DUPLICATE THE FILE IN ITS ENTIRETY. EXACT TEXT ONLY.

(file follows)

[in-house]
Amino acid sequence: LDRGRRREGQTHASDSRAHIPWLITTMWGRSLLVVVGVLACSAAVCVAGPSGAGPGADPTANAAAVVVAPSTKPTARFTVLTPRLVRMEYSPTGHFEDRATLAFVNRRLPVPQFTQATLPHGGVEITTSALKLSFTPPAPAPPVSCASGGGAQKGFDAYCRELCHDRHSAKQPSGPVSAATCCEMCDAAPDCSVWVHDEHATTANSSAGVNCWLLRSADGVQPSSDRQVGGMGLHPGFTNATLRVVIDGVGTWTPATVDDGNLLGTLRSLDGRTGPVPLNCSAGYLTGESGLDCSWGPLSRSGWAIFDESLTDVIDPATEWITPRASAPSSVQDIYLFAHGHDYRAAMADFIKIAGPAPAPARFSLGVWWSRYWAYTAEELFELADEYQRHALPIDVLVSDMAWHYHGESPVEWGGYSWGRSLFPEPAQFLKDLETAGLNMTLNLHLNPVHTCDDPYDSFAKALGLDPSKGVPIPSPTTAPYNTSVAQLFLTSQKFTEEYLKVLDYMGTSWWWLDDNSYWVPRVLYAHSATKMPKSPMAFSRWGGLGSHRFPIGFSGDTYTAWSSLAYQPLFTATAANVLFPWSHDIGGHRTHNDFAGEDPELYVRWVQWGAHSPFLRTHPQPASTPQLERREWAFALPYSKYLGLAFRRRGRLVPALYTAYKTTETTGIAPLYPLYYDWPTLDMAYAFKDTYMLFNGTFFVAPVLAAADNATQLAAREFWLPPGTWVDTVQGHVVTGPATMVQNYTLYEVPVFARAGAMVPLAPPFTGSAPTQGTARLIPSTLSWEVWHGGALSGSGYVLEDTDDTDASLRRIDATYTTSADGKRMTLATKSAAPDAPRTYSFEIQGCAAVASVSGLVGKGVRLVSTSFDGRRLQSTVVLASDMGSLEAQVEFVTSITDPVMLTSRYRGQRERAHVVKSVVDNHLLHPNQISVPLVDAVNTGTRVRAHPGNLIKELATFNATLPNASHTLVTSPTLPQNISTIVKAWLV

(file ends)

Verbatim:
[in-house]
Amino acid sequence: LDRGRRREGQTHASDSRAHIPWLITTMWGRSLLVVVGVLACSAAVCVAGPSGAGPGADPTANAAAVVVAPSTKPTARFTVLTPRLVRMEYSPTGHFEDRATLAFVNRRLPVPQFTQATLPHGGVEITTSALKLSFTPPAPAPPVSCASGGGAQKGFDAYCRELCHDRHSAKQPSGPVSAATCCEMCDAAPDCSVWVHDEHATTANSSAGVNCWLLRSADGVQPSSDRQVGGMGLHPGFTNATLRVVIDGVGTWTPATVDDGNLLGTLRSLDGRTGPVPLNCSAGYLTGESGLDCSWGPLSRSGWAIFDESLTDVIDPATEWITPRASAPSSVQDIYLFAHGHDYRAAMADFIKIAGPAPAPARFSLGVWWSRYWAYTAEELFELADEYQRHALPIDVLVSDMAWHYHGESPVEWGGYSWGRSLFPEPAQFLKDLETAGLNMTLNLHLNPVHTCDDPYDSFAKALGLDPSKGVPIPSPTTAPYNTSVAQLFLTSQKFTEEYLKVLDYMGTSWWWLDDNSYWVPRVLYAHSATKMPKSPMAFSRWGGLGSHRFPIGFSGDTYTAWSSLAYQPLFTATAANVLFPWSHDIGGHRTHNDFAGEDPELYVRWVQWGAHSPFLRTHPQPASTPQLERREWAFALPYSKYLGLAFRRRGRLVPALYTAYKTTETTGIAPLYPLYYDWPTLDMAYAFKDTYMLFNGTFFVAPVLAAADNATQLAAREFWLPPGTWVDTVQGHVVTGPATMVQNYTLYEVPVFARAGAMVPLAPPFTGSAPTQGTARLIPSTLSWEVWHGGALSGSGYVLEDTDDTDASLRRIDATYTTSADGKRMTLATKSAAPDAPRTYSFEIQGCAAVASVSGLVGKGVRLVSTSFDGRRLQSTVVLASDMGSLEAQVEFVTSITDPVMLTSRYRGQRERAHVVKSVVDNHLLHPNQISVPLVDAVNTGTRVRAHPGNLIKELATFNATLPNASHTLVTSPTLPQNISTIVKAWLV